This is an archived article that was published on sltrib.com in 2005, and information in the article may be outdated. It is provided only for personal research purposes and may not be reprinted.
Utah charities are complaining of a new scourge in town: curbside bandits who scout neighborhoods for furniture and clothing that homeowners have set aside for recycling.
It's unclear whether the scavengers are modern-day Robin Hoods or intentionally swiping the goods for themselves.
But charities that solicit these recyclables as donations say the takers are "thieves" cheating Utah's most vulnerable residents.
"It is very difficult to raise money for this population," said ARC of Utah director Doug Hathaway, referring to the 55,000 mentally retarded children and adults statewide who are helped by his organization. "The last thing we need are thieves running around impersonating us."
The ARC of Utah, primarily a disabled-rights lobbying group, got into the secondhand business to fund programs to help its clients become self-sufficient. In doing so, the nonprofit joined a growing number of charities competing for your leftovers.
Groups such as Big Brothers and Big Sisters of Utah and the Multiple Sclerosis Society actively campaign for used household goods, which they turn around and sell by the pound to thrift shops. It's not a lucrative business. Charities pocket only 10 to 20 cents of every dollar that shops pay them.
"We're not wasting money, it just costs us a lot to solicit and deliver the items. That's why it's such a setback for us when they're stolen," said Hathaway.
Last year, the ARC of Utah grossed about half a million dollars from the Salvation Army Thrift Store for throwaway items, but netted only $50,000.
Most of the rest was spent on salaries and health benefits for a dozen phone solicitors, six truck drivers and a supervisor. Rising gas prices also take a toll, as do monthly lease payments on the trucks, said Hathaway.
Other charities report slightly higher returns.
The clothing donation arm of Utah's Multiple Sclerosis Society yields 25 cents on the dollar, or $250,000 for the $1 million in goods it sells each year to the discount store Savers.
A similar outfit working to raise money for Big Brothers and Big Sisters of Utah yields about 15 cents on the dollar, and also sells about $1 million in goods annually to Savers.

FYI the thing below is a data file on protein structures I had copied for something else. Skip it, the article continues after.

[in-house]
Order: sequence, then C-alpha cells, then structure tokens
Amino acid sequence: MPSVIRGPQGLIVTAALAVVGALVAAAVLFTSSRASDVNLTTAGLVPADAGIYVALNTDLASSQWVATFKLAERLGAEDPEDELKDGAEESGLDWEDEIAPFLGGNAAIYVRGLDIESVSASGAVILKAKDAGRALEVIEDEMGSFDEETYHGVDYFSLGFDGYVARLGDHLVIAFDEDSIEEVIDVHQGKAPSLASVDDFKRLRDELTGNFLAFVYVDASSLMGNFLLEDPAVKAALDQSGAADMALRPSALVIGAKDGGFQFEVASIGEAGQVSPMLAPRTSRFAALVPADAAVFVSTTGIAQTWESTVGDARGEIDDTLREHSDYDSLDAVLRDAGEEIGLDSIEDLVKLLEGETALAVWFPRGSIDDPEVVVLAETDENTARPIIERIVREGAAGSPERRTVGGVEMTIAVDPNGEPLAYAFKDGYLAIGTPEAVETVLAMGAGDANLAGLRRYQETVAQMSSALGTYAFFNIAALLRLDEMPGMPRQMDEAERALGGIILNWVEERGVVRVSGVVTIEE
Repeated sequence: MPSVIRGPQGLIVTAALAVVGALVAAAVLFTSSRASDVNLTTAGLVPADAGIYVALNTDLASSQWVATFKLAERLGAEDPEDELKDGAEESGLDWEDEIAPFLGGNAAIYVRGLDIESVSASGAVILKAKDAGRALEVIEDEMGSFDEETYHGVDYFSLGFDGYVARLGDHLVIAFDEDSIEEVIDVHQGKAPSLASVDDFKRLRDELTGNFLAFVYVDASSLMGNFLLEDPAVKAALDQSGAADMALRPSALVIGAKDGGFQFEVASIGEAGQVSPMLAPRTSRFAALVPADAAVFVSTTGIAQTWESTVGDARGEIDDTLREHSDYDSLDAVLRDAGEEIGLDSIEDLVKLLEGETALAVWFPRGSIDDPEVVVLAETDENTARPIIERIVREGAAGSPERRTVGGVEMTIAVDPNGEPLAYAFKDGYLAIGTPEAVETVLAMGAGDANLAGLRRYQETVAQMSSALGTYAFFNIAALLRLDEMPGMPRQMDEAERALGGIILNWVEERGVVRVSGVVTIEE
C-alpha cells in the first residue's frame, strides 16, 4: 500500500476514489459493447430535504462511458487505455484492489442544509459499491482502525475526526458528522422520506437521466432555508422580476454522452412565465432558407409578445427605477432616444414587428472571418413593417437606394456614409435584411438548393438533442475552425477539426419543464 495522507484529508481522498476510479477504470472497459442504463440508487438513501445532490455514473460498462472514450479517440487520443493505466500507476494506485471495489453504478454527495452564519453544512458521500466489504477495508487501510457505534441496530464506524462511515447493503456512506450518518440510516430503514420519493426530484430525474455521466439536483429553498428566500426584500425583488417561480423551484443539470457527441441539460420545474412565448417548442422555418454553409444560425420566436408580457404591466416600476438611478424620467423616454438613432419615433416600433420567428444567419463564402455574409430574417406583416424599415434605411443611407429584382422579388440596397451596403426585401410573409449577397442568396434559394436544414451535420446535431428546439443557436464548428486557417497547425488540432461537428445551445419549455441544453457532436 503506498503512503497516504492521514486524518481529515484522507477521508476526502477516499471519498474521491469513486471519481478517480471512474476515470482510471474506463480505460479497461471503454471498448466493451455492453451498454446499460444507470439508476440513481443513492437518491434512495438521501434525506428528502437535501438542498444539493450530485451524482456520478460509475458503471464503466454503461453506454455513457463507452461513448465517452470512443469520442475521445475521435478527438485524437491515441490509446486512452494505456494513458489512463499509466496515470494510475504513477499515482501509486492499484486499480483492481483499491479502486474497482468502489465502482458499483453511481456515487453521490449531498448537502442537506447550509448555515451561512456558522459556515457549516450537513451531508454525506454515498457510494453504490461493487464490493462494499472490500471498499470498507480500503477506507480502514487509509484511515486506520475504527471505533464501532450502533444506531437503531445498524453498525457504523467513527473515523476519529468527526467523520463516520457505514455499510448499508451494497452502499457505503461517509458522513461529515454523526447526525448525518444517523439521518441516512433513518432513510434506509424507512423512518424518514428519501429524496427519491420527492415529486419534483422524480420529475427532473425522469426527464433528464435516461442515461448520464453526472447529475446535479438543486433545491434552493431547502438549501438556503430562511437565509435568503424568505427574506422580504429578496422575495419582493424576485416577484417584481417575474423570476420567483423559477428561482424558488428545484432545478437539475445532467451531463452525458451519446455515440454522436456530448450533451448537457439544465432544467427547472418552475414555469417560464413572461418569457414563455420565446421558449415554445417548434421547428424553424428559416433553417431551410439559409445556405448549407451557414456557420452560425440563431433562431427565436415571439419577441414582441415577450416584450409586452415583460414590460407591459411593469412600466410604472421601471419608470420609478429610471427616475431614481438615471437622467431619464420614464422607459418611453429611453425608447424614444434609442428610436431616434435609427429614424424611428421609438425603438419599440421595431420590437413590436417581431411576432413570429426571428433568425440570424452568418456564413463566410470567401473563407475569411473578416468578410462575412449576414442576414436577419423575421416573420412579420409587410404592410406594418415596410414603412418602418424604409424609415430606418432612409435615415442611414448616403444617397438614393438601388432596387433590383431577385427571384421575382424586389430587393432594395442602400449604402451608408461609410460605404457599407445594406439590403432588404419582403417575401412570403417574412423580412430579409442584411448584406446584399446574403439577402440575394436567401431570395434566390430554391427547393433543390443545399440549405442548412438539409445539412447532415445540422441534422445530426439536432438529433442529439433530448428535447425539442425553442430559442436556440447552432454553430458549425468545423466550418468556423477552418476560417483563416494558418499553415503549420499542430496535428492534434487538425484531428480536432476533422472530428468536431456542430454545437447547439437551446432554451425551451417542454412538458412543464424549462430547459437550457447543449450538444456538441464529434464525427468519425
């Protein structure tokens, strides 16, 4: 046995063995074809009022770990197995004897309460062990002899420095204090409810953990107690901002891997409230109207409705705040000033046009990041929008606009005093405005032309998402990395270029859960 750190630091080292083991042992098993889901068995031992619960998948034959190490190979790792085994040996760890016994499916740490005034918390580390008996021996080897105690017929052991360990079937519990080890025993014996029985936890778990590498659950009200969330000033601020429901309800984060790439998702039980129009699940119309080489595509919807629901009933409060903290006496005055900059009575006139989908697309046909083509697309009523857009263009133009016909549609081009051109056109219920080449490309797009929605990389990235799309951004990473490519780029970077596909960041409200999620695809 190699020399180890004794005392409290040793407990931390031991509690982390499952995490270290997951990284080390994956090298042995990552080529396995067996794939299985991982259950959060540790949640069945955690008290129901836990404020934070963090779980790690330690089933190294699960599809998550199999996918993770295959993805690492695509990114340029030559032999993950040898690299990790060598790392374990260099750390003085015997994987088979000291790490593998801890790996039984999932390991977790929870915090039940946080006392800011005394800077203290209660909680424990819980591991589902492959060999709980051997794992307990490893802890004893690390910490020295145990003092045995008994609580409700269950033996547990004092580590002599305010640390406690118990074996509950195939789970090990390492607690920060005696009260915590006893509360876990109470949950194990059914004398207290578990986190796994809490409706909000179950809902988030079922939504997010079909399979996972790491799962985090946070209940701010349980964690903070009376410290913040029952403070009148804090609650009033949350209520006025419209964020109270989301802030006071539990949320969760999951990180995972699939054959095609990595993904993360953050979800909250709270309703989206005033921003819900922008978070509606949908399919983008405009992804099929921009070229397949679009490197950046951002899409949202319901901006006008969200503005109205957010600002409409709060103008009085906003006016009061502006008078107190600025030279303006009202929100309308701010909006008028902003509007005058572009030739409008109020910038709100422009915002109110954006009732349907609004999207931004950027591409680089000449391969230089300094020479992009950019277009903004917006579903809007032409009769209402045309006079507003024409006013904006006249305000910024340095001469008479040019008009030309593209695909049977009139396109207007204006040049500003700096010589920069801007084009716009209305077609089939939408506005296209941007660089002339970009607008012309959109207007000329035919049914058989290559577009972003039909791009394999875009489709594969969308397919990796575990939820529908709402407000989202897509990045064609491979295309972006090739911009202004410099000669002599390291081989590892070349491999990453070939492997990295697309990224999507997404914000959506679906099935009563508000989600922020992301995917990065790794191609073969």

These numbers don't look great for charities, which are closely scrutinized for how well they spend donor money. Top rated charities, as reported by the American Institute of Philanthropy, spend no more than $25 to raise $100.
For this reason and other liabilities, charities often shield themselves by creating separate nonprofits to manage their clothing donations. Any money earned is recorded on tax statements of the parent organization as a transfer of income.
Though not the most transparent way to transact business, charities argue the raw numbers don't fairly reflect the value of clothing donations.
In addition to saving landfill space, charity recycling efforts wring far more value from an old T-shirt than you could if you delivered it to a second-hand store yourself, said Jill Silver, associate director of Big Brothers and Big Sisters of Utah.
Those benefiting from clothing drives are donors who get tax credits, charities and those they employ and serve and shoppers at second-hand stores, said Silver. "These donations comprise about 17 percent of our overall budget and are by far, our largest single source of income."
That's assuming, of course, that someone doesn't swipe it first.
Eileen Grahmann, 49, had been stockpiling kitchen knickknacks and toys for months, intending to pawn them off on the first bidder, which happened to be a phone solicitor from the ARC of Utah.
Last Wednesday, she placed a kitchen cabinet and dozens of smaller items on the driveway to her Sandy home, waiting for pickup by ARC drivers the following day. She covered the pile with a tarp.
That same evening, four men in an unmarked red truck pulled into her driveway and scooped up the valuables.
"Two of them looked like they were in their 60s or 70s," says Grahmann, who "thought nothing of it" until she phoned the ARC on Thursday for a receipt and learned their drivers were still en route.
Grahmann never reported the incident to police, saying, "I figure it was my fault. I should have been less trusting."
Police say homeowners are their own best defense against such heists.
Sandy police Sgt. Bill O'Neal suggests people avoid placing valuables on the curb, where they legally enter the public domain and are fair game.
Even Dumpster-diving can be illegal, but only if the trash can is on private property, said O'Neal. "So put stuff in your driveway or doorstep and place a sign nearby, or set up a time to have it picked up while you're home."
Hathaway says donors should be aware that all ARC of Utah delivery people will wear shirts and drive trucks bearing the ARC logo. In addition, all pickups are scheduled, and homeowners will be notified of any changes in the time or date by phone or mail.